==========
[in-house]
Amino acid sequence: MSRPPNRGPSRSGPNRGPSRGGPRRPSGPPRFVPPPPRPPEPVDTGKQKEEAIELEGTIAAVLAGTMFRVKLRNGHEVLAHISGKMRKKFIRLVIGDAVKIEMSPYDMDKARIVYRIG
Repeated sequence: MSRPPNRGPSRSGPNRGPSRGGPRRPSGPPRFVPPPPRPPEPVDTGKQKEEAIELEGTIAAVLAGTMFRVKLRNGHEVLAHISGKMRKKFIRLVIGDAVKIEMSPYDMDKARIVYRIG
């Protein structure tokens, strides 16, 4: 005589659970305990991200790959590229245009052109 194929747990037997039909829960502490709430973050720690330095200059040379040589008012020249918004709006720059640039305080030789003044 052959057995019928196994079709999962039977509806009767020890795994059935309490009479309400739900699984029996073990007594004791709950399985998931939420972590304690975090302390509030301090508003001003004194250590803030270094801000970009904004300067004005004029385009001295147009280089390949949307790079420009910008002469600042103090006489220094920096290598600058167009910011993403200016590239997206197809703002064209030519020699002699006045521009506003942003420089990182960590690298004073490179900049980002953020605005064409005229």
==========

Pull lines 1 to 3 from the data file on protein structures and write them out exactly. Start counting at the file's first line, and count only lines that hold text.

[in-house]
Amino acid sequence: MSRPPNRGPSRSGPNRGPSRGGPRRPSGPPRFVPPPPRPPEPVDTGKQKEEAIELEGTIAAVLAGTMFRVKLRNGHEVLAHISGKMRKKFIRLVIGDAVKIEMSPYDMDKARIVYRIG
Repeated sequence: MSRPPNRGPSRSGPNRGPSRGGPRRPSGPPRFVPPPPRPPEPVDTGKQKEEAIELEGTIAAVLAGTMFRVKLRNGHEVLAHISGKMRKKFIRLVIGDAVKIEMSPYDMDKARIVYRIG